Tell Me When You Are Sleepy and What May Wake You Up!

Djob Mvondo, Antonio Barbalace, Alain Tchana, Gilles Muller

Research output: Chapter in Book/Report/Conference proceedingChapter


Nowadays, there is a shift in the deployment model of Cloud and Edge applications. Applications are now deployed as a set of several small units communicating with each other - the microservice model. Moreover, each unit - a microservice, may be implemented as a virtual machine, container, function, etc., spanning the different Cloud and Edge service models including IaaS, PaaS, FaaS. A microservice is instantiated upon the reception of a request (e.g., an http packet or a trigger), and a rack-level or data-center-level scheduler decides the placement for such unit of execution considering for example data locality and load balancing. With such a configuration, it is common to encounter scenarios where different units, as well as multiple instances of the same unit, may be running on a single server at the same time.When multiple microservices are running on the same server not necessarily all of them are doing actual processing, some may be busy-waiting - i.e., waiting for events (or requests) sent by other units. However, these "idle" units are consuming CPU time which could be used by other running units or cloud utility functions on the server (e.g., monitoring daemons). In a controlled experiment, we observe that units can spend up to 20% - 55% of their CPU time waiting, thus a great amount of CPU time is wasted; these values significantly grow when overcommitting CPU resources (i.e., units CPU reservations exceed server CPU capacity), where we observe up to 69% - 75%. This is a result of the lack of information/context about what is running in each unit from the server CPU scheduler perspective.In this paper, we first provide evidence of the problem and discuss several research questions. Then, we propose an handful of solutions worth exploring that consists in revisiting hypervisor and host OS scheduler designs to reduce the CPU time wasted on idle units. Our proposal leverages the concepts of informed scheduling, and monitoring for internal and external events. Based on the aforementioned solutions, we propose our initial implementation on Linux/KVM.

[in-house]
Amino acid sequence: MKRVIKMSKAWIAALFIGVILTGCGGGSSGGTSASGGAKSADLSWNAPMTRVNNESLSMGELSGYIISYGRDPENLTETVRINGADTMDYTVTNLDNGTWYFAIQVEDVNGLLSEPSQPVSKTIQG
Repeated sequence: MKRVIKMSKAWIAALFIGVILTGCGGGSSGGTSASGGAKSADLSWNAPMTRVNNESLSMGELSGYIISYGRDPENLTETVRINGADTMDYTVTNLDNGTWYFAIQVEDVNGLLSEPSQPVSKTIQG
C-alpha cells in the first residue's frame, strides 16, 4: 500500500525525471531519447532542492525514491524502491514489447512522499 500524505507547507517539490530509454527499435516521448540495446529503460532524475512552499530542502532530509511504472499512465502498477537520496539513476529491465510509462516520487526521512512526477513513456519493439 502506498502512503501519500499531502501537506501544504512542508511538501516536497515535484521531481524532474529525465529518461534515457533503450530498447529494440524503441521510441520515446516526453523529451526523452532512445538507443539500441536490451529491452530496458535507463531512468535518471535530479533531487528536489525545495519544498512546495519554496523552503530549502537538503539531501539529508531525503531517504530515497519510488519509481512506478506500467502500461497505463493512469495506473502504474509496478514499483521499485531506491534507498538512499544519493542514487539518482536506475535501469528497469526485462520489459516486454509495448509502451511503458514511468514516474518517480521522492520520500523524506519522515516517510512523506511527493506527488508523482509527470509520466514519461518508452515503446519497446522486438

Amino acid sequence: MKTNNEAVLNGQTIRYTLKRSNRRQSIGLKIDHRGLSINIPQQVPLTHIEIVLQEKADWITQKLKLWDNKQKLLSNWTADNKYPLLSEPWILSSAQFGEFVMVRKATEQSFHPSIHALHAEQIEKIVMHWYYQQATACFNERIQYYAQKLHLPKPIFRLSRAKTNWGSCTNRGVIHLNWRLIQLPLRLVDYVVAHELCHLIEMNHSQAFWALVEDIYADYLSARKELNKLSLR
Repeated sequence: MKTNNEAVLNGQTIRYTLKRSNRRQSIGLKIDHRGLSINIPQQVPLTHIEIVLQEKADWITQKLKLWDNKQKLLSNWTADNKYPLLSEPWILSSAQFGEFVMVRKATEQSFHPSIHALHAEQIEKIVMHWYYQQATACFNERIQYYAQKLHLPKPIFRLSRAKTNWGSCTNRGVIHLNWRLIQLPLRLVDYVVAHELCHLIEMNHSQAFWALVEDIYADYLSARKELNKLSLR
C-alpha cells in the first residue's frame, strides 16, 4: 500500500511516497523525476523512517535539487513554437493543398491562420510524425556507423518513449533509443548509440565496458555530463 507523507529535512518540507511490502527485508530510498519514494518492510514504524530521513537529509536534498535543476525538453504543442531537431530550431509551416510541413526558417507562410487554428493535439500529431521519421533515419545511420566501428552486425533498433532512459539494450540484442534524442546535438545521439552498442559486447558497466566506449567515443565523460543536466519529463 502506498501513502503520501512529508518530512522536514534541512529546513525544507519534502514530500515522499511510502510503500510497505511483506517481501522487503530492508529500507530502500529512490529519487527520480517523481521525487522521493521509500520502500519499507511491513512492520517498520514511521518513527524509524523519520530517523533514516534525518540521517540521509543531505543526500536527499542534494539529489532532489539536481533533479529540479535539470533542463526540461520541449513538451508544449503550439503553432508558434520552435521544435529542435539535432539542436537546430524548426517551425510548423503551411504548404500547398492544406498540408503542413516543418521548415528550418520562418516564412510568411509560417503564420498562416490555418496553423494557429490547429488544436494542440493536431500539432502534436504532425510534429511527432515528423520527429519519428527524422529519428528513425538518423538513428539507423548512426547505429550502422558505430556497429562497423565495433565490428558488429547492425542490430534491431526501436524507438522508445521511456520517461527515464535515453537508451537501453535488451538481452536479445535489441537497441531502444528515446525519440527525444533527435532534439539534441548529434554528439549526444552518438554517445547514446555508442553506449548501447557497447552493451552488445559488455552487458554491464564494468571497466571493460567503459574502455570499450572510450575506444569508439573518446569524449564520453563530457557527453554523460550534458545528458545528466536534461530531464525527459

Original languageEnglish
Title of host publicationProceedings of the ACM Symposium on Cloud Computing
Place of PublicationNew York, NY, USA
PublisherACM Association for Computing Machinery
Number of pages8
ISBN (Electronic)9781450386388
Publication statusPublished - 1 Nov 2021
EventACM Symposium on Cloud Computing 2021 - Seattle, United States
Duration: 1 Nov 20214 Nov 2021
Conference number: 12


SymposiumACM Symposium on Cloud Computing 2021
Abbreviated titleSoCC'21
Country/TerritoryUnited States
Internet address


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